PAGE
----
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  1. #1

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    First the confession: I've been doing poor on taking care of the shotgun I bought a few years ago. Now playing catch-up a bit...

    Item in question is a Mossberg 835 12G. I am unable to see an easy way to get at the action to clean and oil it. Is this part of routine maintence or should I just ignore it?

  2. #2
    Join Date
    Apr 2005
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    College Station, Texas
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    why don't you send an e-mail to bullyeye bill he seems to know quite a bit about gun stuff.

  3. #3
    Join Date
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    Nehawka, Nebraska USA
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    WD 40 or penatrating oil is usually good for getting into places that are hard to get to. But I would guess disassembly instructions are available from Mossberg. They will probably send them to you free or for the postage. If they aren't already online.
    Michael Bush bushfarms.com/bees.htm "Everything works if you let it." ThePracticalBeekeeper.com 40y 200h 37yTF

  4. #4
    Join Date
    May 2005
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    Raleigh, North Carolina
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    manual here
    google rocks [img]smile.gif[/img]

    http://www.mossberg.com/faqs.htm#sendmanual

    can't beat the price

    Dave

  5. #5
    Join Date
    Aug 2005
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    Northern California
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    Post

    Hi,
    Do not what ever you do use WD-40 on any part of your gun. You will regret it if you do.
    Always use a good solvent and oil that is intended for firearms.
    Shotguns are very easy to disassemble.
    Here is the schematic for your model....
    http://www.brownells.com/aspx/NS/sch...ae&model=835++
    Don't ignore cleaning the action if you want it to perform they way it is meant to.

    EDIT: Here is the Owners manual for your 835 as well.
    http://63.149.92.163/manuals/52458_500_835_590.pdf

    [size="1"][ October 14, 2005, 02:16 AM: Message edited by: Les Evans ][/size]

  6. #6
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    >Do not what ever you do use WD-40 on any part of your gun. You will regret it if you do.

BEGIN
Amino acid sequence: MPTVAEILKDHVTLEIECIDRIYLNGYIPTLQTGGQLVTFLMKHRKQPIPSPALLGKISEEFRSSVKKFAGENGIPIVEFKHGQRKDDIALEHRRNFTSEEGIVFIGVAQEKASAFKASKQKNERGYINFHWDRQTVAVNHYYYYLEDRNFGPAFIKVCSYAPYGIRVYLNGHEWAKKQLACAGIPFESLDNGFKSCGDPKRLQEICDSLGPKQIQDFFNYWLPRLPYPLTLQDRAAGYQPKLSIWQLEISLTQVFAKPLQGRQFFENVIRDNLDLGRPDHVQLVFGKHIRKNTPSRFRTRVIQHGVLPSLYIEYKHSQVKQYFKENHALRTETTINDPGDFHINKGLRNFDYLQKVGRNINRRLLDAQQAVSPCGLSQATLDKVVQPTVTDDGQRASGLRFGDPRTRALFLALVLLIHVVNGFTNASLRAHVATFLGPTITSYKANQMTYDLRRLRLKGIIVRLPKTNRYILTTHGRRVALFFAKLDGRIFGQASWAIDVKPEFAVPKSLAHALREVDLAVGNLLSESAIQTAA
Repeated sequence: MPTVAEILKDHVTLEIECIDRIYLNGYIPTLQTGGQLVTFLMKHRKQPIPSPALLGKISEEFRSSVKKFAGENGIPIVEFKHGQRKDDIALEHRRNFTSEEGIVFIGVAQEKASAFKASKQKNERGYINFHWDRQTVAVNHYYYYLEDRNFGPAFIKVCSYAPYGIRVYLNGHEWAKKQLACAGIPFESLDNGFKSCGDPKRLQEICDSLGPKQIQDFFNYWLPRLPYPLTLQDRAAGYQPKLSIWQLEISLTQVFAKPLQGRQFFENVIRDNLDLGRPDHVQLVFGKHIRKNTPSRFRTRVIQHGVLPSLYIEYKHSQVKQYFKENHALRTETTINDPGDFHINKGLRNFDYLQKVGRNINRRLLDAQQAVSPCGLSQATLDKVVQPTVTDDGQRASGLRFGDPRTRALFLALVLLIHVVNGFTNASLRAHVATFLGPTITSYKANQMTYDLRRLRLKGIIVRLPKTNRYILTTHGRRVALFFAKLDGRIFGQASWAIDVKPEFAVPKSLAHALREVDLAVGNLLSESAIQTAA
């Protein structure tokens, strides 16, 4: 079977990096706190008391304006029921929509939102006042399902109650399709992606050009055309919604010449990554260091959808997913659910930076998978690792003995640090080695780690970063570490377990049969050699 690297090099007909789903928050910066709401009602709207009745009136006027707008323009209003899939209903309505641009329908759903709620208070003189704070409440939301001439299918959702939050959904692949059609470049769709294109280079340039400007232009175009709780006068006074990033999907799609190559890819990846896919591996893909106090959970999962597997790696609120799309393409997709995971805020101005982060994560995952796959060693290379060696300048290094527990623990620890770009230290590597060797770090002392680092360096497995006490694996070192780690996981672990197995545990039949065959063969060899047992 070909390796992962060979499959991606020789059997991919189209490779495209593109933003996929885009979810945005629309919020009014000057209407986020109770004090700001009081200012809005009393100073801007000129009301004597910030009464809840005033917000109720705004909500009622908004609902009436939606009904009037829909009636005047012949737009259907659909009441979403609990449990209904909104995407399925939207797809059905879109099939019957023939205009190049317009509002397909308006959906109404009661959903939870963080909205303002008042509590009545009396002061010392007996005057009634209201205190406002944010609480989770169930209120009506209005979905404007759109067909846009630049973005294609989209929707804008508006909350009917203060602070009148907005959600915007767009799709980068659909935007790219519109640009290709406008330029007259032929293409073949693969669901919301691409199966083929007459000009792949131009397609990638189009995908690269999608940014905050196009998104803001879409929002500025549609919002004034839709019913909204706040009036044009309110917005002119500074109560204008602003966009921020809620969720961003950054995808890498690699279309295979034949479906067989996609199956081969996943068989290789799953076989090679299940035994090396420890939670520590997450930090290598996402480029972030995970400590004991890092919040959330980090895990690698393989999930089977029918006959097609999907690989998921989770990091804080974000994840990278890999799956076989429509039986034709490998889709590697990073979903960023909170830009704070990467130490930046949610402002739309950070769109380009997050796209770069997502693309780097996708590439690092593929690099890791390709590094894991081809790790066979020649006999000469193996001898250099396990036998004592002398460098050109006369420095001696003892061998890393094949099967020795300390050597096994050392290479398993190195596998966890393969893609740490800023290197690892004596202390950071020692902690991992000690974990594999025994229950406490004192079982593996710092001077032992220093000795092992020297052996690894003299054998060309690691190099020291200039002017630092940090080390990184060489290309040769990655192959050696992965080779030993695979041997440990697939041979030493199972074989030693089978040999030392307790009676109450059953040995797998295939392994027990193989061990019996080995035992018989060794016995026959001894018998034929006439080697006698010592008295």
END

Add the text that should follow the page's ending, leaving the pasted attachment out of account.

Always use a good solvent and oil that is intended for firearms.

    Generally good advice simply because WD40 evaporates too quickly. (If you use it often enough that isn't a problem.) But there are two exceptions.

    1) If you can't get to something at all and it needs oil then you need to get something in there somehow. I prefer some kind of penetrating oil or actual fireamrs oil of some kind if it's thin enough and sprays hard enough to get into the tight place. Some oil (even WD40) is better than no oil anytime.

    2) If you go hunting in these parts (or when I lived in Wyoming) when it's -10 F or less and you use anything thicker than WD40 the reistance from the oil will actually slow the firing pin so much that the gun will not go off. I have had to degrease the entire bolt and firing pin and relube with WD40 to even get the gun to fire. That particular day I discovered this, I had five high powered rifles with me and NONE of them would fire until they were degreased and oiled with WD40.
    Michael Bush bushfarms.com/bees.htm "Everything works if you let it." ThePracticalBeekeeper.com 40y 200h 37yTF

  7. #7
    Join Date
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    Greensboro, N.C.
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    Sorry, mb, but at =10, this ol' redneck ain't gonna be huntin'. [img]smile.gif[/img]
    Seriously, I use a good sewing machine oil when I don't have commercial gun oil. Any petroleum oil will gum up, so that may have been as much of the problem as the cold. Sewing machine oil is mineral oil, and I THINK, so is the gun oil.
    "Maybe fgmo"??

  8. #8
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    You really don't need for it to spray hard, as it will travel by capillary action to even the tightest areas.
    IE: Set a metal chair leg in a pan of oil for a few days and the entire leg, and if given enough time, the entire chair will be oily.

  9. #9
    Join Date
    Oct 2002
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    I'm with Les on this one. There are many good quality oils out there and each one of them have specific uses.

    When using any oil in the action of a firearm it is suggested that any excess is wiped off. By not removing the excess, dust in the air is captured and gumming is expedited. Always, and especially for self defence firearms, use a product that is intended and manufactured for firearms. Farm machinery products have their place and can be fine in some instances, but there are no one size fits all applications that will not cause you problems.